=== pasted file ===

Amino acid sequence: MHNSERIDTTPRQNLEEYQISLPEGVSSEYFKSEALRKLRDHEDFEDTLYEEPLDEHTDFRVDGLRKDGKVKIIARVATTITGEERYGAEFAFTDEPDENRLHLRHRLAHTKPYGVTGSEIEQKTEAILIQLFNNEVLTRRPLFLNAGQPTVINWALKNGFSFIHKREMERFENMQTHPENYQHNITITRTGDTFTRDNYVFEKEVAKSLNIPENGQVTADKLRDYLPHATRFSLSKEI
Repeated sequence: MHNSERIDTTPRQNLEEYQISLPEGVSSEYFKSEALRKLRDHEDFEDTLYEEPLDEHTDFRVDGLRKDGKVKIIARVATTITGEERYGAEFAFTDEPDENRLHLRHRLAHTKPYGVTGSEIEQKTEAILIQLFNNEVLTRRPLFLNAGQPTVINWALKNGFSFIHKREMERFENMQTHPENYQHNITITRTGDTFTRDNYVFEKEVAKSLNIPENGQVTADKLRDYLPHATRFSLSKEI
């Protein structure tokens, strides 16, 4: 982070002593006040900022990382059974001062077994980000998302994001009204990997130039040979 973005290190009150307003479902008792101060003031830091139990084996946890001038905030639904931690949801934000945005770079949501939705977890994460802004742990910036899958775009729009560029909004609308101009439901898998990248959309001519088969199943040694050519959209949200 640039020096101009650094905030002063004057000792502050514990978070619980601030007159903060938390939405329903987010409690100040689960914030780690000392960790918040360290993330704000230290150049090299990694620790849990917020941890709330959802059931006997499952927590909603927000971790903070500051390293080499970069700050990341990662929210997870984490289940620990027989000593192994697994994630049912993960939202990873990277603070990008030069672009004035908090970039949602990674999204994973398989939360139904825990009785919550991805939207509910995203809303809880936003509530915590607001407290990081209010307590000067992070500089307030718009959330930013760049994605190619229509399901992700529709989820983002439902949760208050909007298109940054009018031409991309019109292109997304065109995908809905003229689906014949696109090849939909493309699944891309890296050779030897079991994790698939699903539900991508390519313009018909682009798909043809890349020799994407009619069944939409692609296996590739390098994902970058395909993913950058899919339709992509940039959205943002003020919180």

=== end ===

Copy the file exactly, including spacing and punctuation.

Amino acid sequence: MHNSERIDTTPRQNLEEYQISLPEGVSSEYFKSEALRKLRDHEDFEDTLYEEPLDEHTDFRVDGLRKDGKVKIIARVATTITGEERYGAEFAFTDEPDENRLHLRHRLAHTKPYGVTGSEIEQKTEAILIQLFNNEVLTRRPLFLNAGQPTVINWALKNGFSFIHKREMERFENMQTHPENYQHNITITRTGDTFTRDNYVFEKEVAKSLNIPENGQVTADKLRDYLPHATRFSLSKEI
Repeated sequence: MHNSERIDTTPRQNLEEYQISLPEGVSSEYFKSEALRKLRDHEDFEDTLYEEPLDEHTDFRVDGLRKDGKVKIIARVATTITGEERYGAEFAFTDEPDENRLHLRHRLAHTKPYGVTGSEIEQKTEAILIQLFNNEVLTRRPLFLNAGQPTVINWALKNGFSFIHKREMERFENMQTHPENYQHNITITRTGDTFTRDNYVFEKEVAKSLNIPENGQVTADKLRDYLPHATRFSLSKEI
């Protein structure tokens, strides 16, 4: 982070002593006040900022990382059974001062077994980000998302994001009204990997130039040979 973005290190009150307003479902008792101060003031830091139990084996946890001038905030639904931690949801934000945005770079949501939705977890994460802004742990910036899958775009729009560029909004609308101009439901898998990248959309001519088969199943040694050519959209949200 640039020096101009650094905030002063004057000792502050514990978070619980601030007159903060938390939405329903987010409690100040689960914030780690000392960790918040360290993330704000230290150049090299990694620790849990917020941890709330959802059931006997499952927590909603927000971790903070500051390293080499970069700050990341990662929210997870984490289940620990027989000593192994697994994630049912993960939202990873990277603070990008030069672009004035908090970039949602990674999204994973398989939360139904825990009785919550991805939207509910995203809303809880936003509530915590607001407290990081209010307590000067992070500089307030718009959330930013760049994605190619229509399901992700529709989820983002439902949760208050909007298109940054009018031409991309019109292109997304065109995908809905003229689906014949696109090849939909493309699944891309890296050779030897079991994790698939699903539900991508390519313009018909682009798909043809890349020799994407009619069944939409692609296996590739390098994902970058395909993913950058899919339709992509940039959205943002003020919180």